This was a particularly poor season. I planted very late: February 20th 2006 when it should have been some time November 2005. We chopped down the plants on May 15th, so we?re looking at three months? growth from seed to head. Unfortunately, the harvest did not turn out like it would have with a four or six month season.
I used raised planting beds built from all-organic material such as sheep dung and moss. The bed is made of moss to retain water because in this extremely arid climate it?s almost impossible to retain water in trap-rock soil. As such, water is supplied through water crystals and water-retaining clay pellets. Clay and rock is all we have to work with at 1,060 meters (3,450 feet) above sea level.
I?ve noticed that altitude has an impact on plants. Friends who grow at lower altitudes finish earlier in the season and get superior plant growth. However, everyone I have shown my buds to said my higher-altitude pot is the most resinous they have seen. The trichome heads on the stalked glands are near perfect: clear and bulbous, not yet amber, and ready to separate from the stalk. Resin production, quality, and density are all at their peak.
In my experiments, I?ve determined that strains from lower altitudes become stunted at this altitude in the first season. Silver Haze crossed with Mortgage Buster was almost ideal, but I haven?t yet found a truly perfect breeding strain that can produce commercially at this altitude. I?ve used seeds sourced from friends and growers who buy from Dutch Passion Seed Company and Willy Jack Seed Company. I?ve also tried Jack Herer seeds from Sensi Seed Bank.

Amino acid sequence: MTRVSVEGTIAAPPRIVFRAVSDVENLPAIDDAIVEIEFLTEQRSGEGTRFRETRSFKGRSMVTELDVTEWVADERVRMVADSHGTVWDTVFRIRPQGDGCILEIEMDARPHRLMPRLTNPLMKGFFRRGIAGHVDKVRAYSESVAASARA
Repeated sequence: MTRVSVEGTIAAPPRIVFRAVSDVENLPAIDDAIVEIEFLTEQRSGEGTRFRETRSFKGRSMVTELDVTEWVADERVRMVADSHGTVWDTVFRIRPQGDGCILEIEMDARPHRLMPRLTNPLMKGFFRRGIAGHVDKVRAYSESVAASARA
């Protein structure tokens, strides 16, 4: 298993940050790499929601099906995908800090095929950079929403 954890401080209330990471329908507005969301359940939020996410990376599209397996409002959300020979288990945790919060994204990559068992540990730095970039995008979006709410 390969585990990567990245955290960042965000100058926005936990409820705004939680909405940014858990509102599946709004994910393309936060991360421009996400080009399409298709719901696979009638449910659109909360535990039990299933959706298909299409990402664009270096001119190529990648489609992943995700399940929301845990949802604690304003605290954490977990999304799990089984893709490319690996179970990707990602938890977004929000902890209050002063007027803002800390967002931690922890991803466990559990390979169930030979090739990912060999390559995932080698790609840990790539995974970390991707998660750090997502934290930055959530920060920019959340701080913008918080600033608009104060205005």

Most seeds from Europe came from plants grown at sea level, thus the seeds a reacclimatized genetically to grow at their altitudes. As such, I am interested in Canadian strains that function well in higher altitudes. There are many, many types of seed strains one can order. Some are definitely the result of true breeding; plants are obviously stable with consistency in construction and the distance between internodes. Others show wide variations. For instance, in the bush Skunk #1 threw to its sativa background after two or three seasons. From what I have observed, it is very difficult to keep a true breeding strain in the bush. We also run the risk of people growing outdoors in neighboring areas and not maintaining their males?stray pollen can blow 10 to 15 kilometers in one direction. It impedes the maintenance of high-quality crops, so every three to five years we try to get fresh seed.
I grow 10 pounds in an off year, up to 15 pounds in a good year, and it occupies very little of my land. I earn more money than others do for my outdoor crop? $3,000 a pound, as I am known to take extra care in my growing, and the higher altitude imparts desirable potency. All that I grow is destined for the recreational smoker?s market in Australia, as there are no compassion clubs to work with yet.